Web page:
Nearly 30 years ago, I walked into my GP appointment and announced that I had SAD (Seasonal Affective Disorder)! The GP questioned my diagnosis but after listening to the symptoms, agreed with me. As it happened, the practice was expecting 3 SAD lamps (their first ever SAD lamps) to arrive imminently and I was offered the first ‘prescription’ of a 3-month trial. Within a few days of using the lamp, I could feel the fog lifting and increased energy levels. At the time I was a young mum of four very young children, so it was a huge relief when I began to feel more like the Gillian I knew in summer months. I quickly ordered my own lamp and have used one every winter ever since!
30 years on and my winter routine is simply a way of life, but I thought it was worth sharing.
As soon as the darkness begins to creep closer to 8PM, I start using a SAD lamp in the morning/early afternoon. These lamps have become more sophisticated over the years, but the idea remains the same. It involves glancing towards the lamp over a period of time (best to follow the instructions given for each lamp). I also have a Sunrise – Sunset alarm clock which I use during the week. The ‘sun’ rises for 30 minutes before the alarm goes off and there’s a similar process for the ‘sunset’.
Exercise is very helpful to combat the effects of SAD, in addition to getting outside as much as possible during daylight hours. Exercise is often a walk with Sandy but I do also run and cycle. It’s up to you what you choose to do, just get outside (even if it's cloudy)!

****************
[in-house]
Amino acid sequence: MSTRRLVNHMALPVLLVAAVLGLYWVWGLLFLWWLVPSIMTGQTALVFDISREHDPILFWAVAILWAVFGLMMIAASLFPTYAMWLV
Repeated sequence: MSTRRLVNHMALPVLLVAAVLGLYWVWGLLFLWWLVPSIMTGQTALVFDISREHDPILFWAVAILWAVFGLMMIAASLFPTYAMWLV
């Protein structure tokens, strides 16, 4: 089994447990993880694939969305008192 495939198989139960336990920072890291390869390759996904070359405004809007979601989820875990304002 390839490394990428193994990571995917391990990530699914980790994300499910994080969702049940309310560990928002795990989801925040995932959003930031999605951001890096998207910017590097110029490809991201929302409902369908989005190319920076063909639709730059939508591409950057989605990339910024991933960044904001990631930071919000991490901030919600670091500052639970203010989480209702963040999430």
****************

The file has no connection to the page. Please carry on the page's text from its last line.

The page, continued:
SAD can make you crave sugar and carbs, so it’s important to be aware of that and eat a very ‘clean’ diet. Foods that can be very helpful include pumpkin & flax seeds, lentils, spinach, quinoa, Brazil nuts (I’m allergic to nuts, so don’t eat these!) and dark chocolate. Ensure that you are also taking Vitamin D and have Omega-3 in your diet.
Make a plan before winter sets in, to make sure you have social engagements in the diary, activities to go to and reasons to get out as often as possible.
Bergamot, Rose and Lavender essential oils are also particularly beneficial for nurturing us when we are feeling the effects of SAD. These can be diffused, added to a hot bath, or used topically. Please get in touch if you would like to learn more and order essential oils.
Do I always get it right? Definitely not! However, I do try to keep the routine going. In the summer I can be out walking Sandy (my dog) until midnight, but in winter months, I am often tucked up in bed by 9PM (sometimes before!!). In times gone by, we would have hibernated in some way, so I allow myself to follow a mini-hibernation cycle.
Feel free to get in touch if you would like to chat further about any of the above.
Thank you for reading this far! AndBreathe... is a very exciting venture and I am glad you have joined me on the journey!